Banks nationwide struggle to meet lending demand for COVID-19 relief
Published 12:00 am Sunday, April 19, 2020
By Natalie Anderson
SALISBURY — Banks have struggled to quickly receive guidance and then administer billions of dollars in federal funds to small businesses impacted by COVID-19. Now, they face another challenge as the funds were completely exhausted Thursday morning.
Part of the CARES Act relief package is the Small Business Paycheck Protection Program, which provides $350 billion in loans for businesses with 500 employees or less. Additionally, the program provides loan forgiveness if employers can maintain their payroll for eight weeks.
The act also allows for businesses to apply for low-interest disaster loans from the Small Business Administration. On top of the normal billions of dollars in loans granted by the SBA each year, the federal government has asked the SBA to administer billions more within an eight-day period.
Peter Gwaltney, president of the North Carolina Bankers Association, said banks had a “steep learning curve” to overcome in a short period of time. Only 1,700 financial institutions nationwide were certified to be a SBA loan lender. After a week’s time, that number grew to 4,500.
Gwaltney said banks didn’t receive the final guidance on loaning out the money when the funds were made available on April 3 until the night before. This prompted banks to work “around the clock,” he said, to submit applications. And many financial institutions were submitting the applications for days without guidance on how to close the applications.
Gwaltney noted that F&M Bank in Salisbury wasn’t an SBA lender, which meant it had to wait days to get the credentials and be put into the system before it could process Paycheck Protection Program or Small Business Administration loans.
F&M Bank Chairman and CEO Steve Fisher said the financial institution was able to process millions of dollars in PPP loans in less than two weeks. The bank is currently in the process of funding approved PPP loans, which should take about 10 days.
Fisher said the challenges for the bank included the volume of interest for the funds and the added complications of the COVID-19 essential employees working environment.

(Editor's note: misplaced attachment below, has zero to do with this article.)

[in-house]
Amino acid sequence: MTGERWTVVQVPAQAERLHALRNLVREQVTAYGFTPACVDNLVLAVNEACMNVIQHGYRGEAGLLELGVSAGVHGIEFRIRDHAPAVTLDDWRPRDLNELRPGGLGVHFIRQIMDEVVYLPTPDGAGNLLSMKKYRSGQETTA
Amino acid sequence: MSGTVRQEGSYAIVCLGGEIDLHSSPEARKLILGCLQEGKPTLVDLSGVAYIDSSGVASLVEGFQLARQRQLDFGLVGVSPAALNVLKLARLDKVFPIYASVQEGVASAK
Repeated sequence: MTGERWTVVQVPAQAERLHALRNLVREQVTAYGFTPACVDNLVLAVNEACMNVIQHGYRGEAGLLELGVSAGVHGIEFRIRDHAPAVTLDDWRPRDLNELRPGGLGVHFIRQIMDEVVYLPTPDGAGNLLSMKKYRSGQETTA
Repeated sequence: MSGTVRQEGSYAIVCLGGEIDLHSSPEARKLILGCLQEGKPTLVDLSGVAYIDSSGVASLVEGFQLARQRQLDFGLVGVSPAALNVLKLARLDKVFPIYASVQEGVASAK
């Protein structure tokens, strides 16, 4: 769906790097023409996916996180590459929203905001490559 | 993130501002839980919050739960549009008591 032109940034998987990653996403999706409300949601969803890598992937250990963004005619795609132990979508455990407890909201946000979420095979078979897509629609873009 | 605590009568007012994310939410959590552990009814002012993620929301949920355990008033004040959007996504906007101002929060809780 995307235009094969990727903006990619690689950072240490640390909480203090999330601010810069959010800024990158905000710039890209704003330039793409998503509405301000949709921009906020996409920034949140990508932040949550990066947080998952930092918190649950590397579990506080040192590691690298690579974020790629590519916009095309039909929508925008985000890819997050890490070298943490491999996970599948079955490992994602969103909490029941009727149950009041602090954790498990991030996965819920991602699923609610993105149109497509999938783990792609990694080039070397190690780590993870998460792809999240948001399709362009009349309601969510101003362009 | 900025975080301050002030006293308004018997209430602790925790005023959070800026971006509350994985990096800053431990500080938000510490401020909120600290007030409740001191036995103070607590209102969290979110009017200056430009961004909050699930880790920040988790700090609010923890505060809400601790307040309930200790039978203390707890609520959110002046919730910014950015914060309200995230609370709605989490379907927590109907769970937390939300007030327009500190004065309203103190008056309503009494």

“The execution of this program is akin to building an airplane while you are in the act of flying it,” Fisher said.
A statement from U.S. Secretary Steven T. Mnuchin and Administrator Jovita Carranza said PPP has provided payroll assistance to more than 1.6 million small businesses in all 50 states and territories. Nearly 20% of the amount approved was processed by lenders with less than $1 billion in assets, and approximately 60% of the loans were approved by banks with $10 billion of assets or less.
“The vast majority of these loans — 74% of them — were for under $150,000, demonstrating the accessibility of this program to even the smallest of small businesses,” Mnuchin and Carranza stated.
In North Carolina, 39,520 small businesses received more than $8 billion in PPP loans by Thursday, according to the SBA.
But the funds running out has created “a sense of loss and emptiness,” Gwaltney said, because bankers wanted to keep working and submitting applications for business owners.
On the SBA website, a notice states that the SBA is unable to accept new applications at this time for the PPP or the Economic Injury Disaster Loan Program. But loans already submitted will continue to be processed on a first-come, first-served basis.
The N.C. Bankers Association, as well as the U.S. Chamber of Commerce, has been calling on Congress to fund another wave of money for business owners.
“(Congress) knew this money was going to run out,” Gwaltney said, contrasting the situation to a government shutdown that lacks an agreement and swift action.
Elaine Spalding, president of the Rowan Chamber of Commerce, said chambers of commerce have been told to expect the U.S. House to come back into session the first of May to begin allocating additional funds for businesses.
Spalding said local banks have been doing “a wonderful job” and “burning the midnight oil” to get loans processed for business owners.
“They’re a hero in my book,” she said.
In a virtual Small Business Town Hall meeting on Tuesday, U.S. Reps. Richard Hudson, R-8, and Patrick McHenry, R-10, said they were aware the funding would exhaust within a few days’ time. They both said they’re working to extend those funds.
While fielding questions from the virtual town hall attendees, some said they had already experienced a delay in receiving funds from the PPP, had been told the funds were gone or that their banks have limited information on how the programs work. Hudson said it’s a challenge to get the money out quickly because normal channels of funding are not being utilized and the federal government is asking the SBA to “do a lot more than they already do.”
McHenry acknowledged there would be “flaws with the program,” but it was “far better to get it done quickly despite flaws than not at all.”
Some banks, such as Wells Fargo, has paused for 30 days the collection of negative balances existing at the time when stimulus payments are deposited.
Gwaltney said banks in North Carolina will continue to work closely with small businesses to tailor financial solutions for their individual situations.
Until more funding is available, both Gwaltney and Spalding urge applicants to gather all financial documents and records and to not apply at other banks if an application is being processed elsewhere already. They said it’s important to have a good relationship with an accountant and a lending institution, even if not in financial straits, so that customers can always be aware of their options during times like these.
Contact reporter Natalie Anderson at 704-797-4246.